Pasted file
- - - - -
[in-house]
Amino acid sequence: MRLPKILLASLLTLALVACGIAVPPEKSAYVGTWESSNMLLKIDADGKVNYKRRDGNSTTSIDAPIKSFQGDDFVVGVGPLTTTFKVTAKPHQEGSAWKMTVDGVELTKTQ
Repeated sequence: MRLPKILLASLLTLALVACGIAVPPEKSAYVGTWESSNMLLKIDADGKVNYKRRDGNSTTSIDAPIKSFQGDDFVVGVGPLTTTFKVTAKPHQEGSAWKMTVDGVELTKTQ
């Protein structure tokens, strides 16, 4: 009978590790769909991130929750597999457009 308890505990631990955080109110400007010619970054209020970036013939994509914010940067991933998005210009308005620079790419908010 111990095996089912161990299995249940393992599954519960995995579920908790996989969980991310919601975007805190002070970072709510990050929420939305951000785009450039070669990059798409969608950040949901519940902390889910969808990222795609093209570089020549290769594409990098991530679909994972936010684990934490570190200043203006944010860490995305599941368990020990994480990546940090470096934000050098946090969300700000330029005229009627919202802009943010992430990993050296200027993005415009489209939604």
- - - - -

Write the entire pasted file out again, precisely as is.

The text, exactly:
[in-house]
Amino acid sequence: MRLPKILLASLLTLALVACGIAVPPEKSAYVGTWESSNMLLKIDADGKVNYKRRDGNSTTSIDAPIKSFQGDDFVVGVGPLTTTFKVTAKPHQEGSAWKMTVDGVELTKTQ
Repeated sequence: MRLPKILLASLLTLALVACGIAVPPEKSAYVGTWESSNMLLKIDADGKVNYKRRDGNSTTSIDAPIKSFQGDDFVVGVGPLTTTFKVTAKPHQEGSAWKMTVDGVELTKTQ
């Protein structure tokens, strides 16, 4: 009978590790769909991130929750597999457009 308890505990631990955080109110400007010619970054209020970036013939994509914010940067991933998005210009308005620079790419908010 111990095996089912161990299995249940393992599954519960995995579920908790996989969980991310919601975007805190002070970072709510990050929420939305951000785009450039070669990059798409969608950040949901519940902390889910969808990222795609093209570089020549290769594409990098991530679909994972936010684990934490570190200043203006944010860490995305599941368990020990994480990546940090470096934000050098946090969300700000330029005229009627919202802009943010992430990993050296200027993005415009489209939604």